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Sunday, October 2, 2022
Baked in: United Church women have been making St. Davids Carnival pies for 59 years
Assortment of pies bakes Wednesday morning ready to be served on Wednesday afternoon. Steve Hardaker
Violet MacArthur pulls a pie from the oven. Steve Hardaker
Steve Hardaker
Peach pies ready to be baked. Steve Hardaker

Steve Hardaker
Community Correspondent

For as long as the St. Davids Lions Club has been holding its annual carnival, the women of St. Davids-Queenston United Church have been baking delicious homemade pies that are sold by the slice at the carnival.

After a two-year pause due to COVID restrictions, the church is eager to get its popular pie booth underway for the 59th year. 

Pies are prepared each morning during the carnival to ensure only fresh-baked goods are sold in the afternoon and evening. 

Fundraisers like the pie booth help the church keep the lights on and this is one of the biggest fundraising efforts at the church each year.
The money raised also allows the church to offset the costs of necessary capital improvements, like the recently replaced roof and the planned paving of the rear parking lot.
The success of the St. Davids-Queenston United Church pie booth can be attributed to two key organizers and an army of enthusiastic and dedicated volunteers. 

Florence Turner oversees the kitchen and the pie baking while Bill Utting runs the pie booth and organizes the volunteers.

As a teenager in 1955, Turner began attending what was then St. Davids United Church.

After several years of marriage, she moved away from the area with her husband only to return in 2001. Turner has been baking pies ever since.

In 2016, she began overseeing the baking when an older member stepped down.

In an interview, Turner explained how the church became involved with the pie booth in the first place and why the church is invited back each year.

“When the Lions first formed in 1963 as St. Davids and District Lions Club with their new charter, they didn’t have a place to meet.  With several charter members also belonging to our church, the board invited the Lions to hold their meetings in the church until a clubhouse could be built,” she said.

“When they started planning for a carnival and what food groups they would have, as a thanks for the time they held their meetings here, they asked if the ladies at that time would be interested in running a pie booth.”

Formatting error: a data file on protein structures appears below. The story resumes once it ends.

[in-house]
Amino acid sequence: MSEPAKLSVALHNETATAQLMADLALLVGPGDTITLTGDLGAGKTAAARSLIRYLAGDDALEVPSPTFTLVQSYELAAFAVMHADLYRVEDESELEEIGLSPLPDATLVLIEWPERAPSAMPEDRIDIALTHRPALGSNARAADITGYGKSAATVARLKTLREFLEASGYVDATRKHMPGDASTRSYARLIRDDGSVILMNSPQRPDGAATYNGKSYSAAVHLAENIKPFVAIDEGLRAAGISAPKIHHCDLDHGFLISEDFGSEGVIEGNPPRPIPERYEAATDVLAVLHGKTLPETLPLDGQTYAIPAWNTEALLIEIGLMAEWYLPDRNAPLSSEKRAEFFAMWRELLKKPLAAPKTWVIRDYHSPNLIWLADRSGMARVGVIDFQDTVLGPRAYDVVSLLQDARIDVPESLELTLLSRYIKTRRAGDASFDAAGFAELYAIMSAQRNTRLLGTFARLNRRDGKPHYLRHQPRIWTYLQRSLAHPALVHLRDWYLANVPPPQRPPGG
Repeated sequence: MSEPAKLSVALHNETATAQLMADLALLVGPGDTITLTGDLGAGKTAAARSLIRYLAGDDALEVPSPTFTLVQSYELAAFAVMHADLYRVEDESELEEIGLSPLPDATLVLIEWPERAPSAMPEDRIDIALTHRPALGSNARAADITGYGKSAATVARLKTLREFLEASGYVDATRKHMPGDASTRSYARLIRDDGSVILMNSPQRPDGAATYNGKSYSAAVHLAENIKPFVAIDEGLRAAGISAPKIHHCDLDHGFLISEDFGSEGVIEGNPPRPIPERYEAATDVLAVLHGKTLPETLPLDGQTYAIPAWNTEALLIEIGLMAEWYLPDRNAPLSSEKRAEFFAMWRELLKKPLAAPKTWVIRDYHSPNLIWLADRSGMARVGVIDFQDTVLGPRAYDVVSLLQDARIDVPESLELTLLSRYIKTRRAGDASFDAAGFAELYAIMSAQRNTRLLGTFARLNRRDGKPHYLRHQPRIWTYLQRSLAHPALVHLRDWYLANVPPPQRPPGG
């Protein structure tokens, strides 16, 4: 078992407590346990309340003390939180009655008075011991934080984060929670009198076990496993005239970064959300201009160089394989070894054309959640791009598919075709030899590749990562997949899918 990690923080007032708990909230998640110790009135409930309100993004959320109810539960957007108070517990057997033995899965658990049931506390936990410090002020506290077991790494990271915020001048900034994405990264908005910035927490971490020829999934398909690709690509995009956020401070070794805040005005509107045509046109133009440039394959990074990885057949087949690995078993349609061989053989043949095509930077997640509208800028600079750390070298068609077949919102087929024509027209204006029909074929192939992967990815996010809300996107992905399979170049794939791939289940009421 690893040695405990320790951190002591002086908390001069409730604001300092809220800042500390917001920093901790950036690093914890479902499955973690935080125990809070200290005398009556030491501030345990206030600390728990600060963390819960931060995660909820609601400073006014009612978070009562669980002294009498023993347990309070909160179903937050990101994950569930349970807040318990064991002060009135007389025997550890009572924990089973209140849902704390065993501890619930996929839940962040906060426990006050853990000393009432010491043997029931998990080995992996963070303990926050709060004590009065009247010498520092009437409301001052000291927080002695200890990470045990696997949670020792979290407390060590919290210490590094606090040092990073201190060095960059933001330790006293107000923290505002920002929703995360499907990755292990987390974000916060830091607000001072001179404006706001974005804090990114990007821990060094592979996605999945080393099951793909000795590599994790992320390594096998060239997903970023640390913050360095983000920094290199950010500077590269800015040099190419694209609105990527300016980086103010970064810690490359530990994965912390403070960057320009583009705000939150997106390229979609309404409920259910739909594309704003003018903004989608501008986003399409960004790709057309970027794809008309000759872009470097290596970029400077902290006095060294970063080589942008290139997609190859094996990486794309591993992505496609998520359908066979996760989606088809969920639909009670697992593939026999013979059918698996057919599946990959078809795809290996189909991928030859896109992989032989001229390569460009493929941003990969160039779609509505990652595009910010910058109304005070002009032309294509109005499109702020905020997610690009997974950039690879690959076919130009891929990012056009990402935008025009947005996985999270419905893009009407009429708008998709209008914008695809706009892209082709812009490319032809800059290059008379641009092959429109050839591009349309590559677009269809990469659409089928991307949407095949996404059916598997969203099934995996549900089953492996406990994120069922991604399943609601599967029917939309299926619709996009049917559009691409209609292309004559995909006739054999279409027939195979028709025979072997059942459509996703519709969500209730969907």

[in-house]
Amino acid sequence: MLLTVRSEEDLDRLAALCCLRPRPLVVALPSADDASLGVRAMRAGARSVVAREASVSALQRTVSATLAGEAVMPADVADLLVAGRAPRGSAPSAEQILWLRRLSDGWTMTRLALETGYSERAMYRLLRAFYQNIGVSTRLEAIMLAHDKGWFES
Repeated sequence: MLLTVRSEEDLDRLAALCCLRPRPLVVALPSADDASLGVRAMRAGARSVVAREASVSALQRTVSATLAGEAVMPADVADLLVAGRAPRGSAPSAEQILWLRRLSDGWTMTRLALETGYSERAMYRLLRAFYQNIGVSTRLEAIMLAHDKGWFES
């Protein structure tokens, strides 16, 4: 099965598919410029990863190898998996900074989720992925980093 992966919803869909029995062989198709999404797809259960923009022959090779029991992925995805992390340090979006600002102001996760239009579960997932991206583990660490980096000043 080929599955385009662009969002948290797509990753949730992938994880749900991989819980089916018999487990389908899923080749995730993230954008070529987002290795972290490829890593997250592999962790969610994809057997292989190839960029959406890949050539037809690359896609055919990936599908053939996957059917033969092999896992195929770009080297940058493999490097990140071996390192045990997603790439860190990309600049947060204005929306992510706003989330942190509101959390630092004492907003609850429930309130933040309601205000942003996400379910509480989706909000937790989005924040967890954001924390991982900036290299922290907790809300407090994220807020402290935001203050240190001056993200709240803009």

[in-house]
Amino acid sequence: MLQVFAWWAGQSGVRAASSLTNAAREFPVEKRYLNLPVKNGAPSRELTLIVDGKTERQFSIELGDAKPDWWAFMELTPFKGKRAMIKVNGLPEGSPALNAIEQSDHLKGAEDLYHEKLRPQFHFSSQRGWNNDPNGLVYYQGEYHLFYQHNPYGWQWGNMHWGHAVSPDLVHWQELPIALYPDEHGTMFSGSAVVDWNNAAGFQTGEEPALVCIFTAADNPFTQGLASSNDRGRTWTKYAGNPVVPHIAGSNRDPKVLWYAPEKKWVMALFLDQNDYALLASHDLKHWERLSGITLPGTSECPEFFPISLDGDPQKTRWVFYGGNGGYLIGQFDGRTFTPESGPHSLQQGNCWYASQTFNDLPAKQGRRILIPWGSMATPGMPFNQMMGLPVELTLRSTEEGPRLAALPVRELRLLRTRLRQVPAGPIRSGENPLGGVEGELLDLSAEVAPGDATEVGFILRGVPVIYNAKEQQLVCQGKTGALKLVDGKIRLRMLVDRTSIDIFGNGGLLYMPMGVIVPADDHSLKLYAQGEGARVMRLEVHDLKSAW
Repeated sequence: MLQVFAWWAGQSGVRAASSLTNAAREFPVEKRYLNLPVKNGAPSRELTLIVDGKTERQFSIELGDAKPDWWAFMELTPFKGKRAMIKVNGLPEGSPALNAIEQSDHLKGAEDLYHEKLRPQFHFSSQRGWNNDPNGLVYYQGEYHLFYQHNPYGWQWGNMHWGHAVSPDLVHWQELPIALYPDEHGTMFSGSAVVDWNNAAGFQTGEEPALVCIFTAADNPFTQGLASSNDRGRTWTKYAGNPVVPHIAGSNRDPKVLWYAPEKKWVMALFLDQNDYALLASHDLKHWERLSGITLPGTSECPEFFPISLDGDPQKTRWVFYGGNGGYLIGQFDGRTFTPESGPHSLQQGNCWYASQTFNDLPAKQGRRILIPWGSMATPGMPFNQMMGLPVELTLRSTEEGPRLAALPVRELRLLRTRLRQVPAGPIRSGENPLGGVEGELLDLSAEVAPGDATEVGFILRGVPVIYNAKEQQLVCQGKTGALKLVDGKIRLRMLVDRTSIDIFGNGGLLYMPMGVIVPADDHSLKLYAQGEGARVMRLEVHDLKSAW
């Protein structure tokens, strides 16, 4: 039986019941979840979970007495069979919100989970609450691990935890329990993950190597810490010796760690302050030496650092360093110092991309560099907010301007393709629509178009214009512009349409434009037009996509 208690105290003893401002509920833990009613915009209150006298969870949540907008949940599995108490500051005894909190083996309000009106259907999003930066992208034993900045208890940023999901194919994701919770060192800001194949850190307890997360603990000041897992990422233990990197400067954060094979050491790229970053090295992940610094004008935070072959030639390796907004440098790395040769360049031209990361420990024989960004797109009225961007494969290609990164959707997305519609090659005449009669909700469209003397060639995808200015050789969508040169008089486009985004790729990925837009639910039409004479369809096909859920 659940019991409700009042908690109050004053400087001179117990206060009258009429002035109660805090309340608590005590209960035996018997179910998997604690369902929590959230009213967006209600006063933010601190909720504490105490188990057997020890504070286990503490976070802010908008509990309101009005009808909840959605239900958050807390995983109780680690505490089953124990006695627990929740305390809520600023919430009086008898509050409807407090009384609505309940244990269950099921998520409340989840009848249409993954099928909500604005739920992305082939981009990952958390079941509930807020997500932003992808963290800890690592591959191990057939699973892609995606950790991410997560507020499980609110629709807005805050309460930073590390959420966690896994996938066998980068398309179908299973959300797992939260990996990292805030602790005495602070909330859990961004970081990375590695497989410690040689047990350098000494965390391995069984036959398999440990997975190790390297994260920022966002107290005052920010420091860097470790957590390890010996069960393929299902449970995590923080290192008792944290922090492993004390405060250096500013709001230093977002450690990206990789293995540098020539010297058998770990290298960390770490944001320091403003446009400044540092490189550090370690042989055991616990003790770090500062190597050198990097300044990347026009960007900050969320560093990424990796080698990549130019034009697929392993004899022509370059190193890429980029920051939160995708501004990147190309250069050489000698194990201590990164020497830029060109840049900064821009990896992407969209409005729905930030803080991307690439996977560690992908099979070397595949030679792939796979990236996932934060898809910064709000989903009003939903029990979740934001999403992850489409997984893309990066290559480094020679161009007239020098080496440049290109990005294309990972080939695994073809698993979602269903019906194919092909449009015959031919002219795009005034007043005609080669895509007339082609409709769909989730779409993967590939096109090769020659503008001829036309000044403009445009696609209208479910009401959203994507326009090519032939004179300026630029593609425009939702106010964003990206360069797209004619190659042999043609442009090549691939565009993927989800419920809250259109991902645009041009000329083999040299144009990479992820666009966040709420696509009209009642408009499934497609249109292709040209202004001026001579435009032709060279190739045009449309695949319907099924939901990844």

“So, for as long as the carnival has been running in Lions Park, we have been invited to have our pie booth. My mother baked for the pie booth back then.”

Turner recalled that during the last carnival before COVID, the women baked 312 pies –  and all were sold.

She lamented that the cost of supplies has almost doubled, so for the first time in many years, the cost per slice will have to increase this year.

Utting, who is also chair of the church’s property committee, has been organizing the volunteers and managing the pie booth for several years. 

In an interview over the phone, he said it was easy this year recruiting volunteers.

“On the Sunday when the announcement was made to the congregation that volunteers were needed, all spots for servers and runners were immediately filled.”  

“At the booth, there are four servers and two runners who bring pies from the church to the booth on Wednesday, Thursday and Friday, with two shifts of four servers and two runners on Saturday,” Utting said.

The 58 previous years of having a pie booth at the Lions Carnival have been rewarding, not only for congregation members who volunteer their time, but for all the carnival goers who purchase the pie slices. 

The church also appreciates that the Lions continue to invite St. Davids-Queenston United Church to operate a pie booth at the carnival.

Says Turner:  “It has been a good money-maker for the church. It is a lot of hard work, but it is well worth it.”

Steve Hardaker has lived in Glendale for over 11 years and is active in several community organizations.